No more fleas, please!
As a professional groomer the most common question I get at the shop is, how do I get my dog free of fleas?
The first thing you need to determine is that your dog indeed has a flea problem. Just because your dog itches and scratches at a constant rate does not necessarily mean that Fido has a pest problem.
Scratching may indicate a skin problem or allergy. Look for visual flea clues like actual fleas on the dog, especially above the tail or black specs on your pet’s skin.
The black specs indicate the presence of flea eggs. Once you determine it is fleas and not a medical problem, its time to act.
There is no simple way to rid your best friend of their uninvited guest. The fleas must be stopped at their root, which is most likely not the dog. First, bathe your pet in a quality flea shampoo.
The key is leaving the shampoo on for at least 10 minutes. Anything less than ten minutes will not complete the job. Now that your pet is flea free, his environment must also be.
If your pet has several fleas usually your house and yard serve as a flea abode too.
To adequately control the fleas you may need to use a flea bomb (be sure to follow manufacture instructions closely) or hire a professional exterminator to rid your house of these pest. Also you will need to treat your yard with pest control granules using a broadcast spreader and again I stress to follow instructions carefully and use safety precautions.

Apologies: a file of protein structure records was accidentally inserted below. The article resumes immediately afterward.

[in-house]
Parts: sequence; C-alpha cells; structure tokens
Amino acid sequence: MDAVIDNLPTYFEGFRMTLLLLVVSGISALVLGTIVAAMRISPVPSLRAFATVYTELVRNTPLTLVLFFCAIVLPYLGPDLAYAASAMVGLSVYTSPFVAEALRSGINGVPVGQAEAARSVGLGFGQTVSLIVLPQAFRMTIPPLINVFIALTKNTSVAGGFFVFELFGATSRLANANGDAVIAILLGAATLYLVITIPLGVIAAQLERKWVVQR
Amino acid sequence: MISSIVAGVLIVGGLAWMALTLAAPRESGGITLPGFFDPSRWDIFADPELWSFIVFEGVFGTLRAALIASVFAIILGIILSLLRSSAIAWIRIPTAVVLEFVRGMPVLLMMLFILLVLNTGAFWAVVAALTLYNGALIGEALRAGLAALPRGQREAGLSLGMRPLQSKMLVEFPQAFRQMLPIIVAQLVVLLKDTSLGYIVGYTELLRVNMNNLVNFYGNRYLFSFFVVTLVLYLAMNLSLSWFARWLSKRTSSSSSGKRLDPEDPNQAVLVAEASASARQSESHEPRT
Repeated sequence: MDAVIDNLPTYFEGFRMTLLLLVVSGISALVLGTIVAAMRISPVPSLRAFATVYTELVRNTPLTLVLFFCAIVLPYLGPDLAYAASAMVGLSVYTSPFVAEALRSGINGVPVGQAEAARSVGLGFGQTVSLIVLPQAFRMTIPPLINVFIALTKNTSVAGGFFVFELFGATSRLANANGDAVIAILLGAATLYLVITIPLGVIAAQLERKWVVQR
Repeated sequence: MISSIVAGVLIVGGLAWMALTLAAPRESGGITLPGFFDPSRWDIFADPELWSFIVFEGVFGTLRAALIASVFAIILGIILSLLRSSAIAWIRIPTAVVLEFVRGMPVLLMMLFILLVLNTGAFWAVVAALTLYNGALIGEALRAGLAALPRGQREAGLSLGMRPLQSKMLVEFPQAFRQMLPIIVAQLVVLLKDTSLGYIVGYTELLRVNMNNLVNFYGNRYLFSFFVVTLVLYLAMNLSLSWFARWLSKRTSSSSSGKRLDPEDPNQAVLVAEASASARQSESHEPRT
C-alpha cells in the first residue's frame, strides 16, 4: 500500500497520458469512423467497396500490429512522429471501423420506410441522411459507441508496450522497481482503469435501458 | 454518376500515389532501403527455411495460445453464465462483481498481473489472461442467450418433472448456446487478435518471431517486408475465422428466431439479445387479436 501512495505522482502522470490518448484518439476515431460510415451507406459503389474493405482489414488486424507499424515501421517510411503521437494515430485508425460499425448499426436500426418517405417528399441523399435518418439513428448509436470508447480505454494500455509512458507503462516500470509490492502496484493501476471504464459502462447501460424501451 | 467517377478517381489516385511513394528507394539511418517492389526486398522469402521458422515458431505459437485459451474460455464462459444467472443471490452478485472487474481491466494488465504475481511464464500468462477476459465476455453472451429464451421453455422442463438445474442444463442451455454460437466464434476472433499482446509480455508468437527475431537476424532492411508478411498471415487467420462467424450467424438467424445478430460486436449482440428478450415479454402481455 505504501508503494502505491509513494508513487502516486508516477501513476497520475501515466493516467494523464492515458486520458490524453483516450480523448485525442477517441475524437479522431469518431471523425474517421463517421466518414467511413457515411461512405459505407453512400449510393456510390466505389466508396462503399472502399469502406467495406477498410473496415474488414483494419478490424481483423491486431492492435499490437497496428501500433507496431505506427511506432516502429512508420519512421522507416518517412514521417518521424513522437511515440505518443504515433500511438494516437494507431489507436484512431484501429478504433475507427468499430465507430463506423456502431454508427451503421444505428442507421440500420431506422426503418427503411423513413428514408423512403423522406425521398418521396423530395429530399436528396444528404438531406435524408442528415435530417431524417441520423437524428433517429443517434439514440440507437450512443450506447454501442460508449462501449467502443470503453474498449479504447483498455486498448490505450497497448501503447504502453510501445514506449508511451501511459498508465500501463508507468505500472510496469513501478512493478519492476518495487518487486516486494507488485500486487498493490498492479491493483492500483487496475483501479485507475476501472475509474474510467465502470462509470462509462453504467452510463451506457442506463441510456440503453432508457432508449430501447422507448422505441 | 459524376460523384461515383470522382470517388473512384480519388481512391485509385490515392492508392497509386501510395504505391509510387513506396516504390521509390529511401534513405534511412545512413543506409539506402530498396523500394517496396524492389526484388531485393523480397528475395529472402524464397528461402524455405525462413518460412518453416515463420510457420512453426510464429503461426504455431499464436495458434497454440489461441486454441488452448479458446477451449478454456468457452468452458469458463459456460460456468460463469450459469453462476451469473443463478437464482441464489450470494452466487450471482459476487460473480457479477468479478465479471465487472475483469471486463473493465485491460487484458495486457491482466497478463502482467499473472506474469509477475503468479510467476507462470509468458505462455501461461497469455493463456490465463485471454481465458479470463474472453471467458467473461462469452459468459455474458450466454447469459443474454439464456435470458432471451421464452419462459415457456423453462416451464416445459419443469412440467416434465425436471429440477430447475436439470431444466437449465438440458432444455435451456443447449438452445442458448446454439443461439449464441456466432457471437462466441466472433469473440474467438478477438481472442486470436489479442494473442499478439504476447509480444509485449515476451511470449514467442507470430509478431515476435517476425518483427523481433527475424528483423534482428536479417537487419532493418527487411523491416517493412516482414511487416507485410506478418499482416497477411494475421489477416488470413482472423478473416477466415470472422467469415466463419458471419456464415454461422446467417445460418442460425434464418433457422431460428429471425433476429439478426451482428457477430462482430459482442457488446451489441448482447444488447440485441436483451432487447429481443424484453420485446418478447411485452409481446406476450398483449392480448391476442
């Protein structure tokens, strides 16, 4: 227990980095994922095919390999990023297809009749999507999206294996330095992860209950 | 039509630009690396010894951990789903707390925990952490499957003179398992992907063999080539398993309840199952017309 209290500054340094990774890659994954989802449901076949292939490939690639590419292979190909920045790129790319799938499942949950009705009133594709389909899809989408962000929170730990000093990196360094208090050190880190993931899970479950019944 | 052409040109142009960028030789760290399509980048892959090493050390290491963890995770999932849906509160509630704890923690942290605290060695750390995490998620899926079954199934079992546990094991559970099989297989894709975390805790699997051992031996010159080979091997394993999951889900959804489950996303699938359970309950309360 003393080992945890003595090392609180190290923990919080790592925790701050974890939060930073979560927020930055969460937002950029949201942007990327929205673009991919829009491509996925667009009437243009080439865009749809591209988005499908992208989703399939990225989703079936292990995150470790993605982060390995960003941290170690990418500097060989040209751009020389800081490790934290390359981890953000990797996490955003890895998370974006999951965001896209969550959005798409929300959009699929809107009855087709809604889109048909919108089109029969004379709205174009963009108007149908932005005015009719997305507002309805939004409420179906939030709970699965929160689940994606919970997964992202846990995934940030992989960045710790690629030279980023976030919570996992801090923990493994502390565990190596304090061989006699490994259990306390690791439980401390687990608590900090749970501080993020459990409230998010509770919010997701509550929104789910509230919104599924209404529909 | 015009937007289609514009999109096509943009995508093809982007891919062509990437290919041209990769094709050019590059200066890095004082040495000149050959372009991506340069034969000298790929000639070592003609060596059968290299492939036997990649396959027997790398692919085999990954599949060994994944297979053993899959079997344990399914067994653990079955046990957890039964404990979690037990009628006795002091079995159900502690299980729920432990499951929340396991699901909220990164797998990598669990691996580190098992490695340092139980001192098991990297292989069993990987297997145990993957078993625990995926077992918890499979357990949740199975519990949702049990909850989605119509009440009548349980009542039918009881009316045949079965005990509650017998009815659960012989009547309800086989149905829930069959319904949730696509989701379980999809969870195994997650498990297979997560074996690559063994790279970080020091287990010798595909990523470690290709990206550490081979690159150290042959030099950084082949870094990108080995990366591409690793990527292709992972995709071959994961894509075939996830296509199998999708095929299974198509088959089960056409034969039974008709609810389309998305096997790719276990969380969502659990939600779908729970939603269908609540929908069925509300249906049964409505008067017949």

These can both be purchased at a local hardware store or again, leave it to a professional exterminator.
Finally, you must use flea preventative on your pet. Find the method best for you and your furry friend. There are several types of preventatives.
Spot-On treatments are very popular and highly recommended by veterinarians. They are basically a small vile of flea preventative placed at the base of a dog’s neck and is absorbed into their skin.
Then when a flea bites the treated dog they are exterminated by the pesticide. Another common preventative is a flea dip. With the dip your dog is immersed in the flea deterrent and unlike a shampoo it is residual and not rinsed off repelling fleas for up to a month.
If you like something more “green” and you wish not to put chemicals on your pet you can bathe them regularly in a shampoo containing Neem, which is a natural insecticide.
I am sure this will help you make an informed decision in controlling the common flea. And remember, every dog deserves to be treated like a show dog.
Tony and Kate Barker own The Barker Shop pet grooming in Ironton